God’s gift to technology implementation

December 2000 had a director of IT solutions discussing the challenges of keeping her department staffed in an economy where jobs outnumbered professionals.

Because of the skills shortage, IT applicants thought they were God’s gift to technology implementation.

“”I think there’s a delusion of grandeur to a great extent, especially around the network specialists simply because they look at a Cisco router and consider themselves the expert of the planet,”” she said.

This trend soon made a U-turn with unemployment lines populated with skilled IT workers, but an ITAC study released last June said that Ontario high tech professionals should expect yet another turnaround.

Ontario government given deadline

The end of 2000 also saw the Ontario government order all of its ministries to get fully online by 2003. The plan was to enable citizens of the province to be able to do tasks such as replace lost health cards and renew drivers licenses online in order to place Ontario as one of the leaders in the world of service delivery. The goal of the initiative was to transform Web sites that simply provide information into sites that provide e-commerce services.

Management Board Chairman Chris Hodgson, the minister in charge of internal government relations, said that he was confident that the plan would be implemented by 2003. “”We learned from Y2K problems (the importance of) a coordinated approach with deadlines and accountability of all ministries to report to myself and management board and cabinet works,”” he said.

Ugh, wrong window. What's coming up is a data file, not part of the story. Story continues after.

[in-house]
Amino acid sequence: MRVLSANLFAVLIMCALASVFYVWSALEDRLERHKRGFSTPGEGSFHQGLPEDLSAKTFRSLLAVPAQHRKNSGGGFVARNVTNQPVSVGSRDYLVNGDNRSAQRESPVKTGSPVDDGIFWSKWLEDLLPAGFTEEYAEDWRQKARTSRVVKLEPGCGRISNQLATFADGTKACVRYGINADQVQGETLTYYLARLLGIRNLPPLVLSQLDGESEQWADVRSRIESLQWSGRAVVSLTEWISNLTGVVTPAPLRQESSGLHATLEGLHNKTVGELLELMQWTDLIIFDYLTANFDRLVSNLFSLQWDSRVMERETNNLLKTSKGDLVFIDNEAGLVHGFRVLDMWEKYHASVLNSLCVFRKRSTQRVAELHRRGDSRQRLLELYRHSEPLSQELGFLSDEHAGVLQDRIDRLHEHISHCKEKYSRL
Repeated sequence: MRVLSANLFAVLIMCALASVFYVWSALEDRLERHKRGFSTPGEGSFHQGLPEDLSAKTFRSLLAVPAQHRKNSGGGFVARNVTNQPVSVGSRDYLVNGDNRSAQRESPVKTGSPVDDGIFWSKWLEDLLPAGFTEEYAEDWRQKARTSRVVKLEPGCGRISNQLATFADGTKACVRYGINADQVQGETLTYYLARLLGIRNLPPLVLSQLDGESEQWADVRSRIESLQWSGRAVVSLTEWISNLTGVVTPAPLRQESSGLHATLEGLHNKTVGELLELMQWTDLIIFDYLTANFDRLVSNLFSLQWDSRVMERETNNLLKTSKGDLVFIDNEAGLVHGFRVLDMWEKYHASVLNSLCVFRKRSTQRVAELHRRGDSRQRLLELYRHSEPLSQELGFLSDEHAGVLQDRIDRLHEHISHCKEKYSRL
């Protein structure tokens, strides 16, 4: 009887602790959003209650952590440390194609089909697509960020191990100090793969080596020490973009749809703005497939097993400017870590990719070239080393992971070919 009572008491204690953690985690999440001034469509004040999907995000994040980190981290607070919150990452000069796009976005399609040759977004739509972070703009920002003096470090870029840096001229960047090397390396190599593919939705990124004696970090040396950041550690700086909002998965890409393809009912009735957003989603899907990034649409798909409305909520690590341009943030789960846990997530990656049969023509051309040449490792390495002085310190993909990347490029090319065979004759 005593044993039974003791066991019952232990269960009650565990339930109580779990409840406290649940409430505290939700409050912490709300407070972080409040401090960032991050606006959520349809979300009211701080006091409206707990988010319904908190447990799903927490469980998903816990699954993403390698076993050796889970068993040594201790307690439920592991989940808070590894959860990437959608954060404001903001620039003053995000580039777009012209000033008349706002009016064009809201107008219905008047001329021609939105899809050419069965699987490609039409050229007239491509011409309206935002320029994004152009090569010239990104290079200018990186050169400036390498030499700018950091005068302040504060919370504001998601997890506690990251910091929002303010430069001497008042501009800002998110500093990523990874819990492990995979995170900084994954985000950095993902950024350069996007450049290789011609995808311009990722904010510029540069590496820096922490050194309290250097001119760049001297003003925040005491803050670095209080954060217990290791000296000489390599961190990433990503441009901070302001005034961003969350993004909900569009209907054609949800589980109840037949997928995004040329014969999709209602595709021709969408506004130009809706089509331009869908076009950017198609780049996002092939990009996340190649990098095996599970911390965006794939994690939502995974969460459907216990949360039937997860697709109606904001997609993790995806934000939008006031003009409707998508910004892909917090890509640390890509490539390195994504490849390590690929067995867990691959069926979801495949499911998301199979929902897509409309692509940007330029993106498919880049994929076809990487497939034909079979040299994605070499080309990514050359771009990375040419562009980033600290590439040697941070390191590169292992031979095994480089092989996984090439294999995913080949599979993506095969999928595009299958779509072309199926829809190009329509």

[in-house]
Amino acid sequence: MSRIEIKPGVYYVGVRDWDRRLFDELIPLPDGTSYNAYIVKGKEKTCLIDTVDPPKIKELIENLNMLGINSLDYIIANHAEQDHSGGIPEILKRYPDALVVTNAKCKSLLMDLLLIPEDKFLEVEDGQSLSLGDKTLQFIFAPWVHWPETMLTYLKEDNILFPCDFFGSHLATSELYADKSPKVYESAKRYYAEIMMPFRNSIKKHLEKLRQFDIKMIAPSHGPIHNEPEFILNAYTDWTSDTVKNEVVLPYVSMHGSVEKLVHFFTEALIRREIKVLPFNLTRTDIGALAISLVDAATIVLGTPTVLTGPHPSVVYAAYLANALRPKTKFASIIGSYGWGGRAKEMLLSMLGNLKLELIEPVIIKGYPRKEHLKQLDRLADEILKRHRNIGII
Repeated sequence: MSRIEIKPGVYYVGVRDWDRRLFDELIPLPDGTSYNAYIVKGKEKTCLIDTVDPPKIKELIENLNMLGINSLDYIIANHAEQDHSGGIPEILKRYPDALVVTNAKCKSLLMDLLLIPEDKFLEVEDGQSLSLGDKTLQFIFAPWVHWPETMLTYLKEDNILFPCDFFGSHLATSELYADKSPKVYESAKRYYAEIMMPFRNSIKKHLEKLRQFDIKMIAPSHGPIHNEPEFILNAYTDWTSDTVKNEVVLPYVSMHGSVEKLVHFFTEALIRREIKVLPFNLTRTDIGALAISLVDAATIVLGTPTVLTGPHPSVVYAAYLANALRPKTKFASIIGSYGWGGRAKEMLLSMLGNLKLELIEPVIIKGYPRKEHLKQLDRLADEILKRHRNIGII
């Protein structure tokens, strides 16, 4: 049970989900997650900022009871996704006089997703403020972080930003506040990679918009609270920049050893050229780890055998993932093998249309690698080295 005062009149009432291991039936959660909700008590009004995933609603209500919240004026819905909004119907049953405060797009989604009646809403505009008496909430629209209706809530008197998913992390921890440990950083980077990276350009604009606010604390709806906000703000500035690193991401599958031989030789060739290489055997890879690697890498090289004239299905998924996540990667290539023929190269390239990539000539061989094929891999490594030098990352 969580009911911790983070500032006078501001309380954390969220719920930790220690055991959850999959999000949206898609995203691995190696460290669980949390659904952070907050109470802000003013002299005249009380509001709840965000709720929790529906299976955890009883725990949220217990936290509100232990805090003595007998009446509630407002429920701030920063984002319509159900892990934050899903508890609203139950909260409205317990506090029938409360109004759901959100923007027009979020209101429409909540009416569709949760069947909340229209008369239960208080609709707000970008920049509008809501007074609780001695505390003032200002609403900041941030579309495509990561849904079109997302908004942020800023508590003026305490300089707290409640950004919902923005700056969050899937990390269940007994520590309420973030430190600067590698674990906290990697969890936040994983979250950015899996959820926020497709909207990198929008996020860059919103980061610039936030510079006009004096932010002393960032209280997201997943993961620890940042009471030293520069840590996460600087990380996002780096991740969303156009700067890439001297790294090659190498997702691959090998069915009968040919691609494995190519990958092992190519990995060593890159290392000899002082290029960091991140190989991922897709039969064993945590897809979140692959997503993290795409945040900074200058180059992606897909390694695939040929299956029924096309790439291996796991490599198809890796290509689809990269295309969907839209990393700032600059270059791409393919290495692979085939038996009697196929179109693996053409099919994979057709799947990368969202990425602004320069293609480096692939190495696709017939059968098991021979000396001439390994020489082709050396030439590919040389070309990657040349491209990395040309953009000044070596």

While not all of their expectations have come to pass yet, they’re on their way.

Challenges? Yes. Startups? No

A speaker at the Next Generation Network’s 14th annual conference in Washington told attendees that user demand and technological advances mean that the Internet would undergo a decade of rebuilding. John McQuillan, the president of McQuillan Ventures and chair of the conference predicted that the future would depend on factors such as technological advances, customer acceptance, economic issues of adoption and integration, regulatory forces and access to human and financial capital, noting that logic alone is not a reliable guide.

He also predicted that it would be startups that would offer strong challenges to companies such as Nortel, Lucent and Cisco, and has proved to be half right. Since December 2000, challenges in the telecom industry have been offered in spades, but not necessarily from startups.

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